8 MS-13/ 18 STREET GANG  Extortion and Racketeering of local businesses  Offer protection in exchange for “taxes”  Drug Trafficking  Cocaine  Crack Cocaine  Powder Cocaine HCL  Methamphetamine  Pseudoephedrine  Ephedrine  Marijuana  Heroin  Prostitution  Fraud  Counterfeiting  Identity Documentation Forgery  Human trafficking  Kidnapping  Murder  Rape  Gang member are not a permitted to sell drugs for personal usage to their own members they commonly refer to as “homeboys”.  Reason being that drug addicts may wander into enemies territory looking for more drugs and get killed  Disobedience to this can result in gang beatings of 13 or 18 counts respectively  Gang members in the United States are given orders in regards to killings or other gang related businesses from higher ranking members living in El Salvador

9 MS-13 Darker shades of red represent stronger presence within region Growing presence in regions throughout the world Considered world’s fastest growing gang Approx. 30,000-40,000 members 22,00 members in El Salvador Individual sets are controlled by shot- callers who collect “taxes” from both their businesses and other members of the gang with lower rankings.

10 MS-13 (cont.) Gang members of MS-13 commonly have tattoos all over their bodies representing their loyalty to the gang

11 EIGHTEENTH STREET GANG  Approx. 12,000 members in El Salvador  Growing international gang with known presence in 32 US states  18th Street has a structure made up of “ranfla” (national leaders), “runers” (leaders with no tattoos, strong discipline, and the responsibility for committing homicides, and trafficking drugs and weapons), and missionaries (clickas gang members).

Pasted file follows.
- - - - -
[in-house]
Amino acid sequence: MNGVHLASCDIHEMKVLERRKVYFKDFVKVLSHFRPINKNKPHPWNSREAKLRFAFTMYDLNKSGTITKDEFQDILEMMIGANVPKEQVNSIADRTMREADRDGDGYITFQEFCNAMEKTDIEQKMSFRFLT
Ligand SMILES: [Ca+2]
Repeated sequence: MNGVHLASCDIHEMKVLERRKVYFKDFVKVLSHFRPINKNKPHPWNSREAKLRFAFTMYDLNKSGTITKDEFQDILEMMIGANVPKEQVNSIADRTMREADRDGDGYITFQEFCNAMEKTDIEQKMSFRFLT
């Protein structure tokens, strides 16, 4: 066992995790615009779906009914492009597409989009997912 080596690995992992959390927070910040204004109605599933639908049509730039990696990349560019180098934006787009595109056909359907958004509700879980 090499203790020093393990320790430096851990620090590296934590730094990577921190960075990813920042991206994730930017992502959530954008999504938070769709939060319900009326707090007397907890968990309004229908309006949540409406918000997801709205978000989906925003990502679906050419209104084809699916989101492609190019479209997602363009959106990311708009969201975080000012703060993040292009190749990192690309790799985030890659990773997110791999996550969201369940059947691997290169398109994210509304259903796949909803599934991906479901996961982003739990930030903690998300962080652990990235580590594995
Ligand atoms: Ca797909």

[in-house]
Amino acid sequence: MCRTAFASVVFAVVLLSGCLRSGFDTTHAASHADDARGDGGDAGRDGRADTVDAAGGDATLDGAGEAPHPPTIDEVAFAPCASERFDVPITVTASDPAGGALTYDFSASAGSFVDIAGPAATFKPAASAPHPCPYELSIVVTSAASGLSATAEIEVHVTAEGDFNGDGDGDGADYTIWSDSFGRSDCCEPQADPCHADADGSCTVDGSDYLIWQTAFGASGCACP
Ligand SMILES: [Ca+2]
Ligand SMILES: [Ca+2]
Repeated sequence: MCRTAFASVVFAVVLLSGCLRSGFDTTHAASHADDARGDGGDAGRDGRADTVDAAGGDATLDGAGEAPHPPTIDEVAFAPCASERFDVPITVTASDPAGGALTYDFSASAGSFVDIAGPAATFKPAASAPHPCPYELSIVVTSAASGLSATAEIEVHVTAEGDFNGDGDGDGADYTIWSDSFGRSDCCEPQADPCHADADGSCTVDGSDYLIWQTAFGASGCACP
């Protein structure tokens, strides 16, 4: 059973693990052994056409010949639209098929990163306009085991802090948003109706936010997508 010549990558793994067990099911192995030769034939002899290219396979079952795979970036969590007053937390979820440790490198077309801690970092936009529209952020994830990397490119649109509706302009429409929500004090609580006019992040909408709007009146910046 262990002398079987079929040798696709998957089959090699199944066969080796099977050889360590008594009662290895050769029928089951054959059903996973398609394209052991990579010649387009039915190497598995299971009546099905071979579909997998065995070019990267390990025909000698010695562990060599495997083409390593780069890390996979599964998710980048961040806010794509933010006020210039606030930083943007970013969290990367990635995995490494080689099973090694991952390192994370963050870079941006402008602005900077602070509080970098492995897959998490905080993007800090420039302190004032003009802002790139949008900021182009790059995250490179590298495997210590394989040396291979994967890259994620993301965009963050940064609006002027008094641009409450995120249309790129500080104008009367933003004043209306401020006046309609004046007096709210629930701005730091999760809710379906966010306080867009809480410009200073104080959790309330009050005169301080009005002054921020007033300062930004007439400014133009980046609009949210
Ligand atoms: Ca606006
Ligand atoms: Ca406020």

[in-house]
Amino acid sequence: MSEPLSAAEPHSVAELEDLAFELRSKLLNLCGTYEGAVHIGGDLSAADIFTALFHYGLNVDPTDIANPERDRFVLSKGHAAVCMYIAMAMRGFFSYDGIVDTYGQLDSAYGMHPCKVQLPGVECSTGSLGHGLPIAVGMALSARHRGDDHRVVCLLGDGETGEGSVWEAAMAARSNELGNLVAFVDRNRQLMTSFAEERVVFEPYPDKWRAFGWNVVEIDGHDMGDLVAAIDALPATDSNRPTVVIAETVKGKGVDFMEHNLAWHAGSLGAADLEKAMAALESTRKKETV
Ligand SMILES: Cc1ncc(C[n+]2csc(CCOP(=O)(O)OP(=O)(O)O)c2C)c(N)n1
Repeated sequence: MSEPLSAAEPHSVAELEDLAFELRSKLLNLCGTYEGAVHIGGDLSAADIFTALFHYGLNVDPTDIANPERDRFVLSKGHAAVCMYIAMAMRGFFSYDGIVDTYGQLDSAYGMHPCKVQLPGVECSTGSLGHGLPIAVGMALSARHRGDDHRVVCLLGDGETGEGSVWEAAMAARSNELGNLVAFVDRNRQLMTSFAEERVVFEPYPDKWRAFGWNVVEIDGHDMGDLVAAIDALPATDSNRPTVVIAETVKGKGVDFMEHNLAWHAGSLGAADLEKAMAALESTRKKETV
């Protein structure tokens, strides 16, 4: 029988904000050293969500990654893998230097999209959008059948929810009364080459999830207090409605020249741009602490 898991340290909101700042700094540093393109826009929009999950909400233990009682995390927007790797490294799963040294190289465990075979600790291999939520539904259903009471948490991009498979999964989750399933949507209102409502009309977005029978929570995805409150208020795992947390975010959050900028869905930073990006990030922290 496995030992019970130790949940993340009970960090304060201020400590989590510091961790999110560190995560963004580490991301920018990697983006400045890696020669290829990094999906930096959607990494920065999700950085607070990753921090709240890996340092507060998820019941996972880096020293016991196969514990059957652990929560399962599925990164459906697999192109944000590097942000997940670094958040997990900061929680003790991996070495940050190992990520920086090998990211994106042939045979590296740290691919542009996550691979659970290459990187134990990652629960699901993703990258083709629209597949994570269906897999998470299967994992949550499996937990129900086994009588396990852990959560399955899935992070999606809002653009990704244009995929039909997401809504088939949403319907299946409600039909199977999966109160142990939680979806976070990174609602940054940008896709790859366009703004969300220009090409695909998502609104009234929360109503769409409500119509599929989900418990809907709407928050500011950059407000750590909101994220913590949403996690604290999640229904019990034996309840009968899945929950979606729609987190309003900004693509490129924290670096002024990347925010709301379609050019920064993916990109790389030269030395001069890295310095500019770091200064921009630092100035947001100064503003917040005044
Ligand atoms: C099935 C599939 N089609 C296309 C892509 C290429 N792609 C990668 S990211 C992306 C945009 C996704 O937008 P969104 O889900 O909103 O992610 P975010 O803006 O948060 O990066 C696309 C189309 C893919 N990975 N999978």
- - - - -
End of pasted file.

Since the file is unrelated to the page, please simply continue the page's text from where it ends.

12 18 th Street Gang 18’s are also easily identified by gang tattoos Tattoos enable them to represent their gang for life

13 Gangs of El Salvador Both MS-13 and 18’s have women in the gangs that are just as active as the men New gang rules imposed by top 18 th street gang leaders state that women are not allowed to be initiated as new recruits anymore

14 WORLD PRESENCE  MS-13 and the 18’s can be found in almost all Central American countries, and within a majority of the United States  Extremely violent and willing to kill anyone perceived as either a threat or rival gang member


16  Rise in gangs, violence & drug trafficking began in the early 1980s  Neglect of the poor neighborhoods during Brazils dictatorship period lead to the rise of gangs  Brazilian government used a form of isolation and exclusion of favelas from major cities  Many people turned to gangs for protection

17  Drug trafficking helped many gangs rise to power  Police have more difficulty entering poor neighborhoods due to the rise in gangs and the distrust in law enforcement  Corrupt law officials helped strengthen the dominance of gangs  Today inadequate governmental officials, a lack of resources to address the socioeconomic problems and a insufficient law enforcement force allow gangs to still be around and in charge

18  Amigos dos Amigos  Comando Vermelho (Red Command)  Tarceiro Comando Puro (Pure Third Command)  Primeiro Comando da Capital (First Capital Command)  Capixaba Mafia